Apple’s M1 Max GPU With 32 Cores Beats a $6000 AMD Radeon Pro W6900X in the Affinity Benchmark

Omar Sohail
Apple’s M1 Max GPU With 32 Cores Beats a $6000 AMD Radeon Pro W6900X in the Affinity Benchmark

In some instances, the M1 Max with 32 GPU cores has impressed thoroughly, and in others, not so much. On this occasion, a lead developer of the image editor Affinity Photo points out that Apple’s latest silicon beats the AMD Radeon Pro W6900X, which was the fastest GPU ever tested using the application and costs a whopping $6,000.

M1 Max GPU Will Not Perform Better Than the AMD Radeon Pro W6900X in Every Task, but in the Raster (Single GPU) Test, Apple’s Custom Silicon Comes out on Top

According to Andy Somerfield, his Twitter thread highlights that Affinity Photo has been optimizing its program ever since Apple announced the M1 and he wanted to see how far the M1 Max has come in performance. Affinity Photo has developed its own benchmark suite with which it measures this performance, and it runs best when a GPU can deliver high bandwidth and compute performance.

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Previously, the Radeon Pro W6900X held the crown for the fastest GPU in Affinity Photo’s leaderboards, thanks to its 32GB GDDR6 onboard memory that could deliver 512GB/s of memory bandwidth. In comparison, the M1 Max with a 32-core GPU tops out at 400GB/s of memory bandwidth. Despite this difference, Apple’s top-end custom SoC outperforms the heavily expensive AMD solution, which also consumes roughly 300W and needs a separate slot to be put into.

Coming to the numbers, the M1 Max scores 32891 in the Raster (Single GPU) test, while the AMD Radeon Pro W6900X barely trailed behind with a score of 32580. While this win goes to Apple, Somerfield points out that not every task will favor the M1 Max GPU, but these results show how the 2021 MacBook Pro models can be the go-to portable machine for editing images using Affinity Photo.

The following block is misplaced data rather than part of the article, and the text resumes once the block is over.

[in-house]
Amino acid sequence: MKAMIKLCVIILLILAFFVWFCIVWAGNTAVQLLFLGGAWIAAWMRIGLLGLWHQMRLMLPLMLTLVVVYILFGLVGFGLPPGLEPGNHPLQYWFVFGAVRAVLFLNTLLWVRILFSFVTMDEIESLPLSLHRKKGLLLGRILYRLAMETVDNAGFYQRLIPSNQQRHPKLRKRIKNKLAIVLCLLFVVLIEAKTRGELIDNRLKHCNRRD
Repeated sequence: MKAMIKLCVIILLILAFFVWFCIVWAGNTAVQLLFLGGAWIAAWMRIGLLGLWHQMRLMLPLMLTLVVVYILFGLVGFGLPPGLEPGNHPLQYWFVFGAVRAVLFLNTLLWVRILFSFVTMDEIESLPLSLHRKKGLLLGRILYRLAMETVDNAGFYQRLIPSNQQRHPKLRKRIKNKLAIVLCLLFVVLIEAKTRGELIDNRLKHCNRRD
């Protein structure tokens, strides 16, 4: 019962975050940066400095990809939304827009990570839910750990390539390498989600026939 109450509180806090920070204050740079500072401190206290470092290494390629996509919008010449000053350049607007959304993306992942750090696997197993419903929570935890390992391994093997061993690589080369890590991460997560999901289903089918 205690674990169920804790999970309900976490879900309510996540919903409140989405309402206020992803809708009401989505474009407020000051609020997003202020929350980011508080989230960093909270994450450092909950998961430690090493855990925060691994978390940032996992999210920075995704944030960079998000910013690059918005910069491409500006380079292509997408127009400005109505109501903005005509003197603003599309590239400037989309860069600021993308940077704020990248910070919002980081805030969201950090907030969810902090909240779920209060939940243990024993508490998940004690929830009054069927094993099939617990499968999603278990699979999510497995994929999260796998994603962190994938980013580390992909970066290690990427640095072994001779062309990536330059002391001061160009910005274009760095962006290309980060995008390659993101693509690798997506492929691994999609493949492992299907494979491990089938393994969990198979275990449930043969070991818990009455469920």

Instances where the M1 Max GPU came up short, was in previous gaming benchmark results, where it barely beat a 70W laptop RTX 3060 and was thrashed by a 100W RTX 3080. It also underperformed in the 8K Adobe Premiere Pro test, where it just managed to take the lead against the Surface Laptop Studio, which does not sport powerful specifications at all. However, since Premiere Pro is not optimized for Macs, you will see such results. If you really want to take advantage of all this hardware, run Final Cut Pro and see what figures you get.

In fact, DaVinci Resolve boasts around five times faster editing with 8K videos on the 2021 MacBook Pro models, so for certain programs, the M1 Max GPU will excel beyond your wildest expectations. Do remember to check out Andy Somerfield’s Twitter thread to know more about how the benchmark tests were done, and do not forget to share your thoughts down in the comments.

News Source: Andy Somerfield

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